DeadToast Entertainment has made a game that builds on the systems and mechanics it introduces incrementally to the player. This is a game where you feel like John Wick, (or maybe Neo for a more accurate Keanu Reeves reference) by game’s end. The late game annoyances in platforming don’t sour what is otherwise and incredibly fun game where you’re in direct control of the action. The tagline is “Blood. Bullets. Bananas.” and that couldn’t be more accurate. Though, I’ll never look at a banana the same way again after experiencing the final level. My Friend Pedro is equal parts substance and style, with emphasis on the style.
There’s nothing cooler than seeing a Ferrari F40 re-imagined as a LEGO vehicle that you can not only drive but customize in Forza Horizon 4. In a lot of ways, this feels like a test for Playground Games to do a standalone LEGO racing game someday. As it stands, this is a great expansion for people of all ages, despite how displaced it seems from the rest of the game. LEGO Speed Champions doesn’t disappoint in its delivery, but it does feel like it’s taken a few missteps in the build process. Ultimately, this is a childhood fantasy come true.
MotoGP 19 has so much new going on that makes this a must-own for those following the franchise. The series still manages to lack a personality, but is now forming its identity with this release. The before and after TV-style presentation is really solid, but I wish there was more. Fans and historians of the sport will love the challenge mode, and everything it offers. If you've never played the series before, this is the year to get into MotoGP. MotoGP 19 has no shortage of simulation racing to be found in its multitude of well-rounded modes.
Shakedown: Hawaii is better than Retro City Rampage in just about every way, but they find a way to compliment each other. The game’s biggest strength is not relying on references, even though I miss them. The story is very guided by being very hand-holdy. I wish you were given more creative latitude, but that’s where the free roam and arcade modes come into play. With a styling akin to a Super Nintendo or Genesis console, Shakedown: Hawaii looks and plays amazing. It’s being ported to literally everything, and no matter where you play it: you absolutely should.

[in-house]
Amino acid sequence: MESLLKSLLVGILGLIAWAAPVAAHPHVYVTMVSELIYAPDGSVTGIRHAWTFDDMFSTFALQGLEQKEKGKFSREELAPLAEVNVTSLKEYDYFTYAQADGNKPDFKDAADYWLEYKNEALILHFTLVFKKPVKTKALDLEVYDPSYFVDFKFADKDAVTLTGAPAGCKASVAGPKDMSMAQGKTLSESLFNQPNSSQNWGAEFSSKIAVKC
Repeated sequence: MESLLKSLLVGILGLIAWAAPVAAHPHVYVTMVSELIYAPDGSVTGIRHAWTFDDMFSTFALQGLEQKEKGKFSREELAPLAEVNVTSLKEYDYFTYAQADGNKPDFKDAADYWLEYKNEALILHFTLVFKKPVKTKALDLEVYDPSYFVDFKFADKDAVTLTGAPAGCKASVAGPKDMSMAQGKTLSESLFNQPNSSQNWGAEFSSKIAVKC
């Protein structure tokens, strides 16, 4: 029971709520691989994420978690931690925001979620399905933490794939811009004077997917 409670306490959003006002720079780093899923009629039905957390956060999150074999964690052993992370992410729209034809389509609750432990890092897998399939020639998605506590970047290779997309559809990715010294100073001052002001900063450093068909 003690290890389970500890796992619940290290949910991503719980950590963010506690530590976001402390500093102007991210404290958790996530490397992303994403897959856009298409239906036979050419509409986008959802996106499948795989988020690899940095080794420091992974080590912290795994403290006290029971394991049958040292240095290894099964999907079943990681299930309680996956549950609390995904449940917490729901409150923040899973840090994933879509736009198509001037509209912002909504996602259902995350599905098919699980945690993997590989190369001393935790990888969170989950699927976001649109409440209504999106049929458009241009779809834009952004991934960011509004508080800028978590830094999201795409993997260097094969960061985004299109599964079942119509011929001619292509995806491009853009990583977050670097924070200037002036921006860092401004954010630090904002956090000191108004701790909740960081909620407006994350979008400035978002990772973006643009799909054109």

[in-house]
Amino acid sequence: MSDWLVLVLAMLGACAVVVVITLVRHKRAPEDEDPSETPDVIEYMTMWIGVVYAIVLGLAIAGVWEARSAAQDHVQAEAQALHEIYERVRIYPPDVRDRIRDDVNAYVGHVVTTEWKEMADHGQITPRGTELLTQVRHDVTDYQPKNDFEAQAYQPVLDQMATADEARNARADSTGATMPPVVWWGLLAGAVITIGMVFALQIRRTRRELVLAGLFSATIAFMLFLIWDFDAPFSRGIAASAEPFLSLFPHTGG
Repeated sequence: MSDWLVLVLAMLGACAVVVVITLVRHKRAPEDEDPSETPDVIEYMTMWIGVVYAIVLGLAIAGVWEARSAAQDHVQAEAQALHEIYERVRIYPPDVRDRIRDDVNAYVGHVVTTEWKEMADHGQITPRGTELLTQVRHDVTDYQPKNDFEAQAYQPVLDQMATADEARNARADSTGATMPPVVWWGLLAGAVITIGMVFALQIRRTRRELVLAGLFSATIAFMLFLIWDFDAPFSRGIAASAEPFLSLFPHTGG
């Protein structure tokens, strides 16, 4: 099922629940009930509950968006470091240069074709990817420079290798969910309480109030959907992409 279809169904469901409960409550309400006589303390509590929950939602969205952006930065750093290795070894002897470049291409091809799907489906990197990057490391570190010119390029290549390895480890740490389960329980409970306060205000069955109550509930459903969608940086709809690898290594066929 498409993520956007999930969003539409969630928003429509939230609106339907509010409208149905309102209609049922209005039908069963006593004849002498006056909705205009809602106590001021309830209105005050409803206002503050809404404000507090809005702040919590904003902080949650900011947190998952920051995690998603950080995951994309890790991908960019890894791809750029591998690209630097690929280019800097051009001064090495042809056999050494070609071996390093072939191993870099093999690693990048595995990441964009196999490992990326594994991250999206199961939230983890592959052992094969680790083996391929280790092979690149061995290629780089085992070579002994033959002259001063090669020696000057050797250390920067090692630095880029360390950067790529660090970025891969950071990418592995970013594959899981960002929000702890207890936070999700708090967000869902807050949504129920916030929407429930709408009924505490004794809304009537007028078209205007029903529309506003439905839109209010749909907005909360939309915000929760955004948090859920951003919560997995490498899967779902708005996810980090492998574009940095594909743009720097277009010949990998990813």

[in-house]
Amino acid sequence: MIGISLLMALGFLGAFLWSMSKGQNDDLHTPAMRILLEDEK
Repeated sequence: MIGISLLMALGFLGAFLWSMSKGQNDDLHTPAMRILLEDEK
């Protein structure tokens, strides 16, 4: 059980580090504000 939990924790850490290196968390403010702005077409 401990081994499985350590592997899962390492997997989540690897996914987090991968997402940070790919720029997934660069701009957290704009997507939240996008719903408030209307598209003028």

Void Bastards is among the very best of the genre, and my favorite game of the year so far — it’s an instant classic. It’s as if you have infinite lives, and upon death you realize your save is 15 minutes old. Sure, you can’t pick up from where you left off, but it’s never anything to feel defeated about when you have to start anew. Blue Manchu has thought of everything when it comes to its systems and how they interact with each other. Centered around the story and progression, this is a wonderful experience. Without hesitation, Void Bastards is exceptional in every sense of the word.
Hell is Other Demons offers two great, differing modes that will grab your attention, and hold it for hours. The aesthetic will almost hurt your eyes, but you’ll never want to look away from it as the soundtrack and accompanying effects both visually and audibly are tantalizing. Cuddle Monster Games has achieved something special with Hell is Other Demons. This is a devilishly clever bullet-hell shooter that you need to see for yourself.
RAGE 2 is doused in neon, bright colors, and blood. This post-apocalyptic punk-wave world is an absolute blast thanks to the co-development of id Software and Avalanche Studios blending styles and ideas. I wish there were more main missions as they are often the most exciting part of the game, but this is a game where you make your own fun. It has a better and satisfying ending over the previous, and has a fully-realized open-world with things to do that doesn’t ever waste your time. RAGE 2 has been worth the wait. When combat is in full swing, its kinetic energy and momentum is the most stupid fun you can have.
Sniper Elite V2 Remastered has dated gameplay that’s a stark reminder at how much the series has improved with Sniper Elite 3 and Sniper Elite 4. When examining this game as a purely standalone experience, Sniper Elite V2 Remastered is a solid game that benefits from improved visuals and a way for those who haven’t experienced this series with a better way of doing so. This game’s influence is one to be remembered, and is captured so well with this remaster.
I feel like Starlink: Battle For Atlas has been overlooked, and very much underappreciated. It offers a fantastic space arcade experience whether you’re on a planet or in space, and the smooth transitions between each is ever so satisfying. I do consider the PC version the best and definitive way to play the game, with the exception of the Star Fox content you’d find on the Switch. It is also otherwise in full parity with the other console versions to include the support of the physical toys if you wish to go down that route. Starlink: Battle For Atlas is great for all ages, and has no shortage of content or enjoyment.